The Tribe’s legal counsel advised the Tribal council that the November 15 deadline applied only to the first installment of $10,000. A second installment could, by her interpretation during the January 10 meeting, impose a second cutoff date for new enrollees to be eligible to receive a payment.

The Tribal Council approved a resolution during the same January 10, 2013 meeting authorizing the payout of the second and final installment. The same resolution established a cut off from enrollment as of midnight that same day, thereby including the newly added 22 members.

“We don’t have a problem with these 22 being enrolled today, but we don’t believe they are entitled to the payout,” ad hoc committee leader, Danielle Vigil-Masten said.

Vigil-Masten said the referendum measure, Question #1, that passed by a sweeping majority in a special election on January 3, 2013 would supersede any decision the Tribal Council made.

“You’re obligated by the referendum,” Vigil-Masten said to the five council members in attendance. “The results were certified on January 8.”

Vigil-Masten said the certification of results signaled the beginning of the Council’s legal obligation to carry out the immediate disbursement of remaining settlement funds. But, the issue of enrollment deadlines in the referendum language is non-existent, which could arguably provide a legal loophole allowing last minute enrollees.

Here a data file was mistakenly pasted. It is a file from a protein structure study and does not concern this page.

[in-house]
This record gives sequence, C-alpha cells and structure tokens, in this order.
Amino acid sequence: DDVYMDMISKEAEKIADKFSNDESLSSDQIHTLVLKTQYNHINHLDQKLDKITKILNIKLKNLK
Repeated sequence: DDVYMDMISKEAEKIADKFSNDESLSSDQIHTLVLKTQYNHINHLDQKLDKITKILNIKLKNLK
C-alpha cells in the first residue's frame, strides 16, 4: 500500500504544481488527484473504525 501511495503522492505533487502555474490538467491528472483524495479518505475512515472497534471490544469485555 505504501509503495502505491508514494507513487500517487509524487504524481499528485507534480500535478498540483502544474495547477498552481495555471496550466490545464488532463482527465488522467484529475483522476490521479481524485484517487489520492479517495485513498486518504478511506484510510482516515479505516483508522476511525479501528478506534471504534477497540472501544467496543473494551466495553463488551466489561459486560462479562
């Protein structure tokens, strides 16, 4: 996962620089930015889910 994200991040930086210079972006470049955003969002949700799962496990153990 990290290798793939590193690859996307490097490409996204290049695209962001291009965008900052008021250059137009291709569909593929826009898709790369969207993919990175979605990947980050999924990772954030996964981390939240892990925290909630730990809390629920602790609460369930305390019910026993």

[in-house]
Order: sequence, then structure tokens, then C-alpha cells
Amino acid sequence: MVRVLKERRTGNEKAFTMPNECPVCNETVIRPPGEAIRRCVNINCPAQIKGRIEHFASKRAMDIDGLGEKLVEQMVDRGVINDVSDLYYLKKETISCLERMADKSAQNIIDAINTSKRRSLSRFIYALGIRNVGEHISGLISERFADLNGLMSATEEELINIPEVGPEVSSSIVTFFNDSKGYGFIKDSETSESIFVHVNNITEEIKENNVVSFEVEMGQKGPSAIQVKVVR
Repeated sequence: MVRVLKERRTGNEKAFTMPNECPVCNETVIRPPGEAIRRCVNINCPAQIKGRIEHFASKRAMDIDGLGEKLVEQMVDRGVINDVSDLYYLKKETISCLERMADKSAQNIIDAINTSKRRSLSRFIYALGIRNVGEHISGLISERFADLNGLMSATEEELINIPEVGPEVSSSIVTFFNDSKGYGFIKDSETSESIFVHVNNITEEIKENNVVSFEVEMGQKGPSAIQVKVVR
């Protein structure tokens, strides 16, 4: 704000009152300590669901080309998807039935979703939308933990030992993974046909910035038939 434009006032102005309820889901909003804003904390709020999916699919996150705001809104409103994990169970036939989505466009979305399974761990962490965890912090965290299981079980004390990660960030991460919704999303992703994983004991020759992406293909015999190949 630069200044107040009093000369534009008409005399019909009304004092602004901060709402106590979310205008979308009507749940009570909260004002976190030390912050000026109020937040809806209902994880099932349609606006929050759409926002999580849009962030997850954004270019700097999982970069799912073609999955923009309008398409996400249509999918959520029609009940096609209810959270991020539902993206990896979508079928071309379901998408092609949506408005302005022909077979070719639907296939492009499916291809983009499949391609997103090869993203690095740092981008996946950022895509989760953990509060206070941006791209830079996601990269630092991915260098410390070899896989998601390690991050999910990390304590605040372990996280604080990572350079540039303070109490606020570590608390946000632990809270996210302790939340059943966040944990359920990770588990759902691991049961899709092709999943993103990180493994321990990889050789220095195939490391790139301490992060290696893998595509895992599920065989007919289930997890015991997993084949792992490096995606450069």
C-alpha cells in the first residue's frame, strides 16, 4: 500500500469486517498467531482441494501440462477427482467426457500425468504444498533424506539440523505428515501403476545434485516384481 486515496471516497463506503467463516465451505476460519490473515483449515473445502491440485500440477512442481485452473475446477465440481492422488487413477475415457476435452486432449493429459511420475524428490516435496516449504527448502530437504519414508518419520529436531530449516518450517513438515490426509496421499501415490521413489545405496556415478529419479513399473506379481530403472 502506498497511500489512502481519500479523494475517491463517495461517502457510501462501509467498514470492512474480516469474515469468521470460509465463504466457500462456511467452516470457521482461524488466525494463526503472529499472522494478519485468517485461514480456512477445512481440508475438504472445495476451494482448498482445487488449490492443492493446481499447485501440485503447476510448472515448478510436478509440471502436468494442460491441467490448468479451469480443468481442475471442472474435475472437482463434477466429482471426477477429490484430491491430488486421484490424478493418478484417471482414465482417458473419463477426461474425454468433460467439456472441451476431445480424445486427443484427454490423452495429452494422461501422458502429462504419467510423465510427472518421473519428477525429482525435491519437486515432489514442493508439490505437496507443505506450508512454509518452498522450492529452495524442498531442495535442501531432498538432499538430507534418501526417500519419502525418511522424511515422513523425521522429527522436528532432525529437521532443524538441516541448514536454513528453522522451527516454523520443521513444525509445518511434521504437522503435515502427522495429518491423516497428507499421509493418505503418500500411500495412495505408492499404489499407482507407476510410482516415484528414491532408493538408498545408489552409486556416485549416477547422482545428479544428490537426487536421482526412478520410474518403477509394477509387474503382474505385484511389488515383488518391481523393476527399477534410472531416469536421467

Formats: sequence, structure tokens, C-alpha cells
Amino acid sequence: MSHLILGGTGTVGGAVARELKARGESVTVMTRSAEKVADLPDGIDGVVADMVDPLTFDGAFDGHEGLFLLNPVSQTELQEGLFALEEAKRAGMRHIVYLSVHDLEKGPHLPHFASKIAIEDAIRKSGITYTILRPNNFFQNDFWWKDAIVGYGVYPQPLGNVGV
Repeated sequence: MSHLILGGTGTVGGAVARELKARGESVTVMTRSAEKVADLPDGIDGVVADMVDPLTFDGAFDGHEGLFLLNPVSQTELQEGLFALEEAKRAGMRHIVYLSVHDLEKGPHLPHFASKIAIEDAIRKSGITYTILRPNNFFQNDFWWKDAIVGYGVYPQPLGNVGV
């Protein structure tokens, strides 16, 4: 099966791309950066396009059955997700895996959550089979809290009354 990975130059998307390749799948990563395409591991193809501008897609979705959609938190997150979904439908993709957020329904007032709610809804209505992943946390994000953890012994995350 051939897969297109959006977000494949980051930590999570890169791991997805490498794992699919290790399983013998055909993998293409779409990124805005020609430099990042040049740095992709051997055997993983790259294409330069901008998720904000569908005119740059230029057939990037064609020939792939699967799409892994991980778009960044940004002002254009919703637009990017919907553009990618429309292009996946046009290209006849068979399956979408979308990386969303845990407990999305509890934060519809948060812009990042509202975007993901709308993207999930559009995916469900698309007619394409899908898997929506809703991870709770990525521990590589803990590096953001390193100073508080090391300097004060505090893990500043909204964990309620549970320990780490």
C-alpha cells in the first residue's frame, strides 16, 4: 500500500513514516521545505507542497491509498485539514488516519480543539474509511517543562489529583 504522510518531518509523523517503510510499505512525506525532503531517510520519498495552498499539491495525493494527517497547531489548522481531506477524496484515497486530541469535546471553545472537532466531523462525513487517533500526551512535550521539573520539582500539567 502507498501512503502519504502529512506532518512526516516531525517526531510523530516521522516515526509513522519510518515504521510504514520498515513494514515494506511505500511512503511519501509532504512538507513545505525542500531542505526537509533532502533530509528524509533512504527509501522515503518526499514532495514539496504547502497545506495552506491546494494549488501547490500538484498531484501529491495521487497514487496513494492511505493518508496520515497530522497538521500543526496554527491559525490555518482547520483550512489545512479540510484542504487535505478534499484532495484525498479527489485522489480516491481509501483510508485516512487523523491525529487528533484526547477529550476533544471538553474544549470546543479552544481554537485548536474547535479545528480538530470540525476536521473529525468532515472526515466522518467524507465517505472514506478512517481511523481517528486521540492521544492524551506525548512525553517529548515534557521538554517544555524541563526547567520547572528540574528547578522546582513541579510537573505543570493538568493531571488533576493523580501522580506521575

That loophole may still be challenged in the Tribe’s court. Several lawsuits are currently pending in Tribal Court regarding enrollment issues, of which the outcome was unknown at press time.

Nearly a dozen prospective enrollees and their parents contacted the Tribe’s enrollment office on Friday, January 11. Several callers were upset and said they were under the impression they missed the November 15, 2012 deadline and were appalled that the Council moved to enroll more members without properly noticing prospective enrollees.
In regards to the November 15 enrollment cutoff, the Tribe’s Office of Attorney, Mary Jane Risling composed an email that outlined the criteria to receive the per capita payment.

“CRITERIA TO RECEIVE PER CAPITA: All Enrolled Tribal Members Living at 11:59pm on November 15, 2012.Pursuant to section 7.5 of Title 9, the Enrollment Ordinance of the Hoopa Valley Tribe, enrollment matters hall be taken up by the Council on a quarterly basis. November 15, 2012 was the final quarterly Council action on enrollments prior to the scheduled per capita payment,” the email read.